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Alyssa Peterson: Every Generation Has a Sgt. York

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World War I brought us a hero named Sgt. York. A devoted pacifist, he was drafted into the army, and, after being denied conscientious objector status, struggled between his duty as a soldier and his objection to violence. He managed to capture 132 Germans and a machine gun nest in the Argonne Forest. The army named a tank after him.

For me, the importance of Sgt. York has always been how he struggled to reconcile his conscience with his duty as a soldier. This is the struggle that every soldier faced with an unlawful order faces, too.

The Uniform Code of Military Justice provides that a soldier should not obey an "unlawful" order. However, that is not always so simple. You, the soldier are not a lawyer, you have no training in the Constitution or the Geneva Conventions other than what you learned in the 4th grade and at boot camp. And you get told that the Dept. of Justice has opined — the smartest lawyers in DC have said — that the order is legal. You have just lost the legal underpinning for your refusal to obey that order. From a lecture series at Mercer Law School:

The decision to obey one’s oath and not follow illegal orders is no doubt a difficult one, and one that will probably result in punishment from those who issue the illegal orders. One should not take this issue lightly, just as one should not take the decision to follow an illegal order lightly. There will no doubt be consequences for those who follow their conscience.

You have seen what "bad" things happen to those who are prisoners of the US military. Hey, your whole problem is that you have been asked to DO the bad things–that’s the unlawful order. You wonder what bad things may happen to you if you get thrown in the brig for refusing to obey an order that the DOJ OLC says is legal. So, what do you do?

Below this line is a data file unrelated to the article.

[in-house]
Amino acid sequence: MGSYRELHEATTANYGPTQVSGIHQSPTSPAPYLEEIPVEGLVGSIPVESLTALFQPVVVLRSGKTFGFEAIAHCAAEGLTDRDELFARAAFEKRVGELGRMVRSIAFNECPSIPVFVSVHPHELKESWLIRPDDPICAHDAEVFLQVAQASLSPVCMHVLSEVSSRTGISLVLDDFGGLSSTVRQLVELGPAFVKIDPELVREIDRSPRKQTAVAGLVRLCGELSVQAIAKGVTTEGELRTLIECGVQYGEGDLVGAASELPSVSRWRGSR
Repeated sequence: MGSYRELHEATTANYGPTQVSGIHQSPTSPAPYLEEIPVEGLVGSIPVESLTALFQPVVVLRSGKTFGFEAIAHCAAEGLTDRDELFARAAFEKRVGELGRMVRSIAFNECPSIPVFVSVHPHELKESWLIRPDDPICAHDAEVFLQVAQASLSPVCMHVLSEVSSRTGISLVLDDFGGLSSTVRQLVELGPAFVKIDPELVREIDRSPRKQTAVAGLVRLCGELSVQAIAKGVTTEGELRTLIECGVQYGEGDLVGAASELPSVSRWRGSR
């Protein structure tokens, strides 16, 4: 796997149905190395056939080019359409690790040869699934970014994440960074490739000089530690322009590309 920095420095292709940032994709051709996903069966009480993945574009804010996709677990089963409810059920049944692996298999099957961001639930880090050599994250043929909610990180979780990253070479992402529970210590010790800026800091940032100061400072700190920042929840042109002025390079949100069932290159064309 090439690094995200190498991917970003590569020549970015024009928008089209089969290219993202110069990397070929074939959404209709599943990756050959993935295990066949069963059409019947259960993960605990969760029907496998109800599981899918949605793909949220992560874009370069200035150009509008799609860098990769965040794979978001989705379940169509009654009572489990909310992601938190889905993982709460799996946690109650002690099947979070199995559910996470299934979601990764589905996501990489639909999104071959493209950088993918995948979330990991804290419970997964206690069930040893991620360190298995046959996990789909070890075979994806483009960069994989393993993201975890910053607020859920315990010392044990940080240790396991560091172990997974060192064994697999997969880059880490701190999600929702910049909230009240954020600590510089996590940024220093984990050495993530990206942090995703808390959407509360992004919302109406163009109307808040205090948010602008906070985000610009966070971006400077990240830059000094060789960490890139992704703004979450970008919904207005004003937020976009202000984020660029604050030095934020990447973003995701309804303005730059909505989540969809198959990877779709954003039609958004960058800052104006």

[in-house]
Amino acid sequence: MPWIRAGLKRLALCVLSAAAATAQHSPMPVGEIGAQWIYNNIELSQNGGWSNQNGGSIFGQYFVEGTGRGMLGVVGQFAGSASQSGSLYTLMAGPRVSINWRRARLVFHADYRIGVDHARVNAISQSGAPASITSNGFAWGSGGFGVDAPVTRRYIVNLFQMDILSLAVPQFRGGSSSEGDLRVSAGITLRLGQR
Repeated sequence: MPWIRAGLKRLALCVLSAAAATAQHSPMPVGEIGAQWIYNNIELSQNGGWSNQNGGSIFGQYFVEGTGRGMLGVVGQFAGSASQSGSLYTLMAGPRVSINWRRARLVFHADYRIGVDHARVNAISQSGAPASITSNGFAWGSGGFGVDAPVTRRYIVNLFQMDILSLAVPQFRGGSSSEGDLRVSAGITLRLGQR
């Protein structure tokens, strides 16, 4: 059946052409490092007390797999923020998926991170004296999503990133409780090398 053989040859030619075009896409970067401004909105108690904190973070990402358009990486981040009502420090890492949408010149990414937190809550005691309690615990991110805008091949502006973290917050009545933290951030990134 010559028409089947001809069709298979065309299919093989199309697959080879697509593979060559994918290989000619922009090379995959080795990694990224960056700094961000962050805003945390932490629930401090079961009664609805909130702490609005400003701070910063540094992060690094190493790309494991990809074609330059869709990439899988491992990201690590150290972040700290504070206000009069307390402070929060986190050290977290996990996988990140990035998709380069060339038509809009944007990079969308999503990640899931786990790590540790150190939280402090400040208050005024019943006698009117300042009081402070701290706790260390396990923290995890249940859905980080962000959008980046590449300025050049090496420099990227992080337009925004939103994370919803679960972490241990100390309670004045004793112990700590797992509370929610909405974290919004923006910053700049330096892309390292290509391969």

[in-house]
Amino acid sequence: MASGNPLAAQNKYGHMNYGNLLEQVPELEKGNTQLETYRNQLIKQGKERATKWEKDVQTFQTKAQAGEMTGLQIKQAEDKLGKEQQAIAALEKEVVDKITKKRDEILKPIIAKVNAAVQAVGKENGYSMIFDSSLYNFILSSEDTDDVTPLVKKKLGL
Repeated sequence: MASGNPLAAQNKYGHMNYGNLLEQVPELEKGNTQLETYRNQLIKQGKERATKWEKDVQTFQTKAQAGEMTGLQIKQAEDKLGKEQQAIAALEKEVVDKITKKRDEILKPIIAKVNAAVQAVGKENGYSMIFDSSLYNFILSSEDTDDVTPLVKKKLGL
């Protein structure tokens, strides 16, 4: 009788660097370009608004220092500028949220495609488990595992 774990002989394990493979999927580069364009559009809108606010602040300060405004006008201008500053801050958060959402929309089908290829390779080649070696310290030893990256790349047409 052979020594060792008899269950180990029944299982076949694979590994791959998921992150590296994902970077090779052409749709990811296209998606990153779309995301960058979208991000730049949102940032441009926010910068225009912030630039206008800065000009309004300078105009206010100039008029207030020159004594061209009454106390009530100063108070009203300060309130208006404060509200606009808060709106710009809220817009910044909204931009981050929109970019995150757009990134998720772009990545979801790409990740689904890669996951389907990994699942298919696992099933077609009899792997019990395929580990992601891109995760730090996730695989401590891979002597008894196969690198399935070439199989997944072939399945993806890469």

Enter Alyssa Peterson. Peterson was ordered to engage in "interrogation techniques" that she found unconscionable. She refused. She was reprimanded for showing "empathy" to the victims of those interrogation techniques, we don’t know if she was threatened with court martial or not because her diary and suicide note have been censored.

Yeah, I said suicide note. She killed herself rather than obey an unlawful order. Greg Mitchell has a piece up at HuffPo. Turkana has piece up at Daily Kos. Read ’em and weep.

This is what happens when monsters with law degrees take away the legal underpinning for objecting to an illegal order.

Maybe we, the US, should name something after Alyssa Peterson. Not a tank. Maybe an army training center for human rights law?

Thirty-second in a series on torture and the law.

[Editor’s note: The photo by takomabibelot features a banner created and designed by Firedoglake reader BonnieT of Austin, Texas, where she operates OpposeTorture.org.]

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looseheadprop

looseheadprop

In rugby, the looseheadprop is the player in the front row of the scrum, who has the ability to collapse the scrum, pretty much at will and without the referee knowing who did it.
While this can give the LHP's team a great tactical advantage, it also exposes scrum players from both teams to the dangers of catastrophic spinal cord injury.
Consequently, playing this position makes you understand your responsibility to put doing the right thing ahead of winning, and to think beyond your own wants and desires. It also makes you very law and order oriented.

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